As it stands, terpene information isn’t necessary to sell cannabis to your basic consumer. A combination of hybrid, sativa indica, strain name, THC percentages, brand loyalty, and price are the factors most purchase decisions revolve around.

I was pleasantly pleased with CannaCon that the terpene conversation will continue, grow, and evolve the consumer-terpene relationship. True Terpenes had an information booth and a seminar lead by Ben Cassiday. Cassiday mentioned True Terpenes is currently working open-sourced research to help educate consumers. There were several other seminars discussing terpenes from both scientific and consumer standpoints.

Terpenes are found in the essential oils of all plants. The aromas released by terpenes give fruit and plants their signature smells. Many people who enjoy cannabis have a strong connection to the smell of a specific strain, like Dutch Treat for example. A chemical reaction occurs between your body and terpenes as soon as you smell a strain. This is the reason aromatherapy is an effective method to relieve stress and anxiety or why mentholatum relieves inflammation in your chest and helps you breathe through a chest cold.

Terps is a slang term thrown around in head shops and cannabis retailers all the time in reference to terpenes. Terps or terpy is a term often associated with vibrant aromatics and flavors in cannabis flower and concentrates. While it may sound like generic stoner slang, terpy is somewhat of an accurate term to describe a strain that has a pungent smell because it’s slang for terpenes. Terpene education is quickly gaining momentum in the industry.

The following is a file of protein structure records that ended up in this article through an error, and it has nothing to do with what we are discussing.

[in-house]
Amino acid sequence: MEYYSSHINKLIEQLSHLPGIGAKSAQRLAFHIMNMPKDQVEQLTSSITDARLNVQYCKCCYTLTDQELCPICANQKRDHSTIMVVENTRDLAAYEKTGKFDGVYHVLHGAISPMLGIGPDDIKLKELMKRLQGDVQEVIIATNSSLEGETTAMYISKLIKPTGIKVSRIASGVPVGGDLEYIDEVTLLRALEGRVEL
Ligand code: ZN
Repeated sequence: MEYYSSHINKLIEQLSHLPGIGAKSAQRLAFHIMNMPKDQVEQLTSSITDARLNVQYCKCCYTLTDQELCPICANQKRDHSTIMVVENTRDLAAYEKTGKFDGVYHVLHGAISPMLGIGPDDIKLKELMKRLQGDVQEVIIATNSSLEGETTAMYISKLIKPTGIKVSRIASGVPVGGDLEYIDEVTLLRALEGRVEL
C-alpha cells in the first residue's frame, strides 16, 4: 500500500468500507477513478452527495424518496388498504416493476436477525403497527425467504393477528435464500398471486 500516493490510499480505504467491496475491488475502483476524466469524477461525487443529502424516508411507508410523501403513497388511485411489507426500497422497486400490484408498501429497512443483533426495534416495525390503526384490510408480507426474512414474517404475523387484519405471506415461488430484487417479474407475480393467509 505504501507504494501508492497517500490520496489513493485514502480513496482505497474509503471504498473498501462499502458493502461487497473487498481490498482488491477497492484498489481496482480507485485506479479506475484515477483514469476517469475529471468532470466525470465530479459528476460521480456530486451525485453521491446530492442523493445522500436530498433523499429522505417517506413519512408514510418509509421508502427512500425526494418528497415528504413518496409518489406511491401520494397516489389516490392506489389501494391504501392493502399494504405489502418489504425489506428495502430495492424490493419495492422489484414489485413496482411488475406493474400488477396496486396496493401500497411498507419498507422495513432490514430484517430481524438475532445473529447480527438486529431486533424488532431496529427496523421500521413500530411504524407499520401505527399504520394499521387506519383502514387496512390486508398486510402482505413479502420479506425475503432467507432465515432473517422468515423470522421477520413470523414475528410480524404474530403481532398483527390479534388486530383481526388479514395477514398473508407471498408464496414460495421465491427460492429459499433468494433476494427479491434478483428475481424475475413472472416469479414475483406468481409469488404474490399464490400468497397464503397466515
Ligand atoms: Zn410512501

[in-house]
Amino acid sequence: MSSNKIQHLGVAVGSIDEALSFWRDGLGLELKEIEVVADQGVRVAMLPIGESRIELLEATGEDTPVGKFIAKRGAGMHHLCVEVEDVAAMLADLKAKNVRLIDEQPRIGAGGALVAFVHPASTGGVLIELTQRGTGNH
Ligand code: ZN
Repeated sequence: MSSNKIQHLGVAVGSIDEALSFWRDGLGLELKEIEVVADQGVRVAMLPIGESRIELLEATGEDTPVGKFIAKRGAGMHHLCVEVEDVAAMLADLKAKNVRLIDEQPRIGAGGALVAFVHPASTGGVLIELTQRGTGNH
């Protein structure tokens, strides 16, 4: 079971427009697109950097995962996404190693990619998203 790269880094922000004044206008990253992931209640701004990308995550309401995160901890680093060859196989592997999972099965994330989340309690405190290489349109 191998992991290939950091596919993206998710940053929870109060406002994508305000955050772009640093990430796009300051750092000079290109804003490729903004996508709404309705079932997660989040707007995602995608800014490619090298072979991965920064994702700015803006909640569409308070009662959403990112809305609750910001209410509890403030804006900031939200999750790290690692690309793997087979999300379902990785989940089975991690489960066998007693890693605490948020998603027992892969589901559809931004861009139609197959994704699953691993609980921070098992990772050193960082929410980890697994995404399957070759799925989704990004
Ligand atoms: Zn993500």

The cannabis industry is barely scratching the surface of terpene research and how they interact with cannabinoids. The truth is there hasn’t been enough research done to say with certainty what each terpene does. It’s easy to isolate a terpene, see what it smells like and match those aromas to cannabis strains. Myrcene and limonene release vibrant lime and citrus aromas found in Tangie phenotypes while terpinolene is the hazy pine smell associated with Haze and Dutch phenotypes.  It’s something entirely different to guarantee a specific terpene has designated effects. It’s important to note that a lot of the terpene information is somewhat anecdotal.

Virginia Hoyer touched on this during her talk at CannaCon 2018. Hoyer is a natural product chemist and herbalist. She’s worked at Analytical 360 and Laboratory Manager at PhytaLab, laboratories providing quality assurance testing for compliance with Washington’s recreational cannabis regulations. She says many cannabis blogs promote misinformation about terpenes and just issued caution when sourcing terpene information.

Hoyer brought up slides breaking down the attributes of seven common terpenes that she could find research corroborating their effects: beta-caryophyllene, humulene, limonene, linalool, myrcene, alpha-pinene, and terpinolene. All the while, passing around samples of isolated terpenes. This allowed the audience to smell individual terpenes to get a better sense of what you’re actually smelling when you smell “loud” cannabis. The biggest realization I had during this exercise was when the terpinolene sample came around. I’ve always struggled to explain the distinct aroma that is associated with Dutch Treat and Haze phenotypes. A pungent hazy aroma is the best I could come up with, but it’s actually the terpene called terpinolene that creates that distinct “hazy” aroma found in strains Dutch Treat and  Durban Poison.